Because it is of course well known that nothing inspires warmer feelings towards the government than having your home destroyed by its troops and then making a long trek to a government office to try and get compensation. After all, wasn’t ‘destroying the village in order to save it’ a phenomenally successful strategy for the US in Vietnam?

Country Joe McDonald’s song at Woodstock seems depressingly apropos. (Language advisory)

Heathen’s Greeting!

Yes, boys and girls, Thanksgiving is over and you know what that means. It’s time to start the War on Christmas! So let the games begin!

First off, the New York Times reports on the unveiling of a new billboard ad campaign by four different secular groups to encourage atheists and even just doubters to realize that there are a lot of unbelievers out there and that it is safe to come out and join them.

Right on cue, we have religious believers begin to whine about how atheists are being mean to believers by spreading such messages during the Christmas season. In my local paper the Plain Dealer, columnist Regina Brett gets the ball rolling, criticizing the ad campaign. To be fair to her, she tries to be even-handed, also decrying the demonization of atheists. Hers is a “Why can’t we all be nice to each other during this holiday season?” kind of column.

This is fair enough but her message is confused. As with most believers, she sees statements about disbelief as aggressive while statements of belief are taken as the norm. So being nice to one another means that atheists should either shut up or use gentle humor or word things carefully so as not to cause cognitive dissonance among believers.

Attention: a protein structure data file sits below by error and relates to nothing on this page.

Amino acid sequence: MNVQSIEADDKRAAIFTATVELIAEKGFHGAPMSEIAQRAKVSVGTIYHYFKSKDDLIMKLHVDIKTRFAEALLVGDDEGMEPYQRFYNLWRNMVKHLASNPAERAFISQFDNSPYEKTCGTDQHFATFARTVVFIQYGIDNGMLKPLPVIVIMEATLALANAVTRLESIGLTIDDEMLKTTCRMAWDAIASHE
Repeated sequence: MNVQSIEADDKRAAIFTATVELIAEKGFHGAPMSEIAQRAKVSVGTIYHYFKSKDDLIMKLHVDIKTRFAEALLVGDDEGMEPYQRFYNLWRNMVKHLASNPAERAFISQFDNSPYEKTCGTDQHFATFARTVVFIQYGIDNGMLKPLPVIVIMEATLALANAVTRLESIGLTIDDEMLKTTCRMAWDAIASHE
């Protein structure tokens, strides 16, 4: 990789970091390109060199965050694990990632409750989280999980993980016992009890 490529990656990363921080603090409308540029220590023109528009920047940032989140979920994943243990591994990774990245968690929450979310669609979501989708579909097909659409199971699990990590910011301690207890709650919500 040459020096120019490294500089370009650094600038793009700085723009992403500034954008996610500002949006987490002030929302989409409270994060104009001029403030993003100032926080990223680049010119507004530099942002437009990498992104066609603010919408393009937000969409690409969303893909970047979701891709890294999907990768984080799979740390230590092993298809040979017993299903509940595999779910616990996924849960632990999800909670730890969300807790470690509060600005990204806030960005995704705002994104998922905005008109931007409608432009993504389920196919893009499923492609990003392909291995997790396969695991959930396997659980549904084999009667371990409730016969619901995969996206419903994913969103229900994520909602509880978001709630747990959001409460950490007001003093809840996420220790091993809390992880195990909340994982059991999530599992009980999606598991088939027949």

For example, Brett condemns as ‘just mean’ one billboard which has an image of Santa saying “Yes Virginia … there is no God”. She does not seem to get the humor of one imaginary entity parodying a well-known quote to assert that another imaginary entity does not exist.

She also puzzlingly says that “God is love. It says that in the Bible. But I doubt that will end up on a billboard to recruit atheists.” She’s right, it won’t, but what’s her point? Why would an atheist campaign even consider advertising that god is love when we don’t believe that god exists in the first place? Religious people are the ones who, in the face of all evidence to the contrary, claim that god is love, and they put that message up all over the place

What believers don’t seem to get is that many atheists enjoy Christmas as a secular holiday (which is its actual origin), a good excuse to relax with friends and family. If religious people want to overlay the holiday with all kinds of god messages, they are welcome to do so. What we don’t enjoy is being told that we have to accept the whole god package as well.

If we want to secularize the holiday and greet each other with “Seasons’ Greetings” or “Happy Holidays” or even “Heathen’s Greetings” or “Reason’s Greetings”, then religious people will just have to learn to live with it, just the way we atheists and non-Christians live with overtly religious symbolism all around us, especially during December. Many of us even say “Merry Christmas” and refer to it as the Christmas season. It really does not bother us because Christmas has, thanks to the relentless merchandizing of businesses, become a secular holiday.